On March 16, 2020, San Francisco Mayor London Breed announced the Workers and Families First Program, which will provide paid sick leave to private sector workers who have been impacted by the COVID-19 pandemic.  The plan includes $10 million in public funding that will provide businesses and nonprofits with financial assistance to provide an additional five days of sick leave pay to workers beyond their existing policies.
Continue Reading City of San Francisco to Provide Paid Sick Leave for Private Sector Workers Impacted by COVID-19

On February 17, 2017, D.C. passed the Universal Paid Leave Amendment Act of 2016.  Beginning July 1, 2020, the law provides the following government-administered paid leave to D.C. employees:

  • Up to 8 weeks per year to bond with a new child.
  • Up to 6 weeks per year to care for a family member with a serious health condition.
  • Up to 2 weeks per year to care for the employee’s own serious health condition.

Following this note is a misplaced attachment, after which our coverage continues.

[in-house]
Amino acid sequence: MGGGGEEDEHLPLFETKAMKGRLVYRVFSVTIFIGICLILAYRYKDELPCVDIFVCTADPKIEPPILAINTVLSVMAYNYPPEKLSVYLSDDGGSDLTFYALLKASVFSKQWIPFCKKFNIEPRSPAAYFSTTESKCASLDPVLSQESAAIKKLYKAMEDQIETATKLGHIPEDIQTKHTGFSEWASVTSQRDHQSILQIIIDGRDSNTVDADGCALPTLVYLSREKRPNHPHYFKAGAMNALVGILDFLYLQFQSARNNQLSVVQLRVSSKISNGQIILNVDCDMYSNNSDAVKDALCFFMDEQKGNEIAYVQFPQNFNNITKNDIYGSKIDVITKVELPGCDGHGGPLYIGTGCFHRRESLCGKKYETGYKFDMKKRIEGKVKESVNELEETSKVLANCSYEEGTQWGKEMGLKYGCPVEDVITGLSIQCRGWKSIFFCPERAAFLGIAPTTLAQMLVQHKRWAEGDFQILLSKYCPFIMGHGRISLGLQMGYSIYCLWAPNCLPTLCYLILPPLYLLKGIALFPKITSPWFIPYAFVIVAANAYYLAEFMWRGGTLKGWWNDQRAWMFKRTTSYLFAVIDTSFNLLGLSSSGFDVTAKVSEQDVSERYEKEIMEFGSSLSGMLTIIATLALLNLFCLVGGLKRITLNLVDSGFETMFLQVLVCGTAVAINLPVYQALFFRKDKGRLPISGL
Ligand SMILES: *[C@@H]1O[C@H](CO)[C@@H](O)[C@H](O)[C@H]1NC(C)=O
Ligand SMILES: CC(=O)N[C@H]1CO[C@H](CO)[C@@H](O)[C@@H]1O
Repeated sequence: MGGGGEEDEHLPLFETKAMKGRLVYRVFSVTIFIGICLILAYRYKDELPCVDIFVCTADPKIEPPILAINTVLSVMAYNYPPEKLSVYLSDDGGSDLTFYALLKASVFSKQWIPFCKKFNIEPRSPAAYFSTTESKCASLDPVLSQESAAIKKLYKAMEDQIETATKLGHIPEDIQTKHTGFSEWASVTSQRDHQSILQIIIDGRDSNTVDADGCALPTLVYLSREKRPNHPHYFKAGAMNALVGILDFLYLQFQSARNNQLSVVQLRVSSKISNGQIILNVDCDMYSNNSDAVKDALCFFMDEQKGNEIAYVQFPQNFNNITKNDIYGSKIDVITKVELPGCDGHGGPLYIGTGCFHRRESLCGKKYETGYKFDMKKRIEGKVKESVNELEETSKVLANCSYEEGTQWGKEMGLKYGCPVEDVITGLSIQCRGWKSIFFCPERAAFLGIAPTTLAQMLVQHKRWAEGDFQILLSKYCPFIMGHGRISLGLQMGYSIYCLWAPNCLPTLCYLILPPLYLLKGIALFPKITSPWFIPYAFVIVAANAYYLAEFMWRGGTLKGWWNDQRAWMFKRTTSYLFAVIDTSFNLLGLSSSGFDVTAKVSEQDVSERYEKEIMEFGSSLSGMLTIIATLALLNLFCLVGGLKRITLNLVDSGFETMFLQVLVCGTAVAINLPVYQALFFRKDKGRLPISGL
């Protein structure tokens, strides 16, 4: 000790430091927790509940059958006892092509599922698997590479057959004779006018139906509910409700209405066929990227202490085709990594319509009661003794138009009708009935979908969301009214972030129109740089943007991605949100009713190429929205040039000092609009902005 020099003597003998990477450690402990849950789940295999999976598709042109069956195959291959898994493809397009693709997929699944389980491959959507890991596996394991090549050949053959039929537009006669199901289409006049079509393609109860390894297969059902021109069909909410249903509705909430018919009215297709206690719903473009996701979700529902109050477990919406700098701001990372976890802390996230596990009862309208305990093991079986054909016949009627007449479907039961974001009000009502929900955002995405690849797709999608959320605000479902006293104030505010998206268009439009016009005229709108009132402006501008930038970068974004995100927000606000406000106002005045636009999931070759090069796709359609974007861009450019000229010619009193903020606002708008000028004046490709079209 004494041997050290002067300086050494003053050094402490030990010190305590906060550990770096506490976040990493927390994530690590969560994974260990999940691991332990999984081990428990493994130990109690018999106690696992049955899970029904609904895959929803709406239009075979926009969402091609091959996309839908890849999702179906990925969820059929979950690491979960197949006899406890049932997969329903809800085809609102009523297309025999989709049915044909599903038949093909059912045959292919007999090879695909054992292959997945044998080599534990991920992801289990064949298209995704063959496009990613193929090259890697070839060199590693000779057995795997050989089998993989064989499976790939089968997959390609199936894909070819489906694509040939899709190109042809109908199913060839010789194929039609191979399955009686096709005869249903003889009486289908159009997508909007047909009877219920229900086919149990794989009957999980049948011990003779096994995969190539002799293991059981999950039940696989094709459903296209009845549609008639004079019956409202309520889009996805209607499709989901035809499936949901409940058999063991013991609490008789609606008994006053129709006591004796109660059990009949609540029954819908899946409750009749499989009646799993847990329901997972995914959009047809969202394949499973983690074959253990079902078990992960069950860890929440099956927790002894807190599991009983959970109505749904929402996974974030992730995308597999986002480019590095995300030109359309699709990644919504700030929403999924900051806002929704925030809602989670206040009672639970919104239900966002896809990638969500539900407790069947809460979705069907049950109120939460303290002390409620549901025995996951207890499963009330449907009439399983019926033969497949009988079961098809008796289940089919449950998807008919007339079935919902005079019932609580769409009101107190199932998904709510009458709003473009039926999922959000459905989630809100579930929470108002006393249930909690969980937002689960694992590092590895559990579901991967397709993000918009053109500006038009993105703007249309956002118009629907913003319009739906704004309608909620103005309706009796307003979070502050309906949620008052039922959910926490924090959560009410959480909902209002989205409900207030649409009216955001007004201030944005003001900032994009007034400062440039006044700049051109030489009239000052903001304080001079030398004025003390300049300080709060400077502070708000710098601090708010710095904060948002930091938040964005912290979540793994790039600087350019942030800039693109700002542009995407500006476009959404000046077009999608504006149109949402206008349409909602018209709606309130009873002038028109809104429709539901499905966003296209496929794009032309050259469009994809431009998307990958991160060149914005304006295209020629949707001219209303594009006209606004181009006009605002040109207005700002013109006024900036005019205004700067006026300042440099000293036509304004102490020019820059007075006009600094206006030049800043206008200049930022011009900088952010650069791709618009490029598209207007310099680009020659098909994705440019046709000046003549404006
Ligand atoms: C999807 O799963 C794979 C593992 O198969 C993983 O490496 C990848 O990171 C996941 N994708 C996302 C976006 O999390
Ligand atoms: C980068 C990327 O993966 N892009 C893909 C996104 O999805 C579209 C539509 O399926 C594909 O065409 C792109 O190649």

As the regulations continue to be finalized, several employer obligations have already started.  All D.C. employers should immediately ensure that they are in full compliance with this new law.
Continue Reading D.C. Paid Leave is Coming: Are you Ready?

As the number of confirmed positive cases of Coronavirus Disease 2019 (“COVID-19” or “coronavirus”) in the U.S. continues to rise, employers must prepare for issues that will inevitably arise as the virus spreads.  While the Center for Disease Control (“CDC”) currently advises that “most people in the United States will have little immediate risk of exposure,” it is prudent for employers to evaluate their organizations’ current policies and practices in the event a major outbreak occurs.  Some issues to consider include the following:
Continue Reading What Employers Need To Know To Prepare For Coronavirus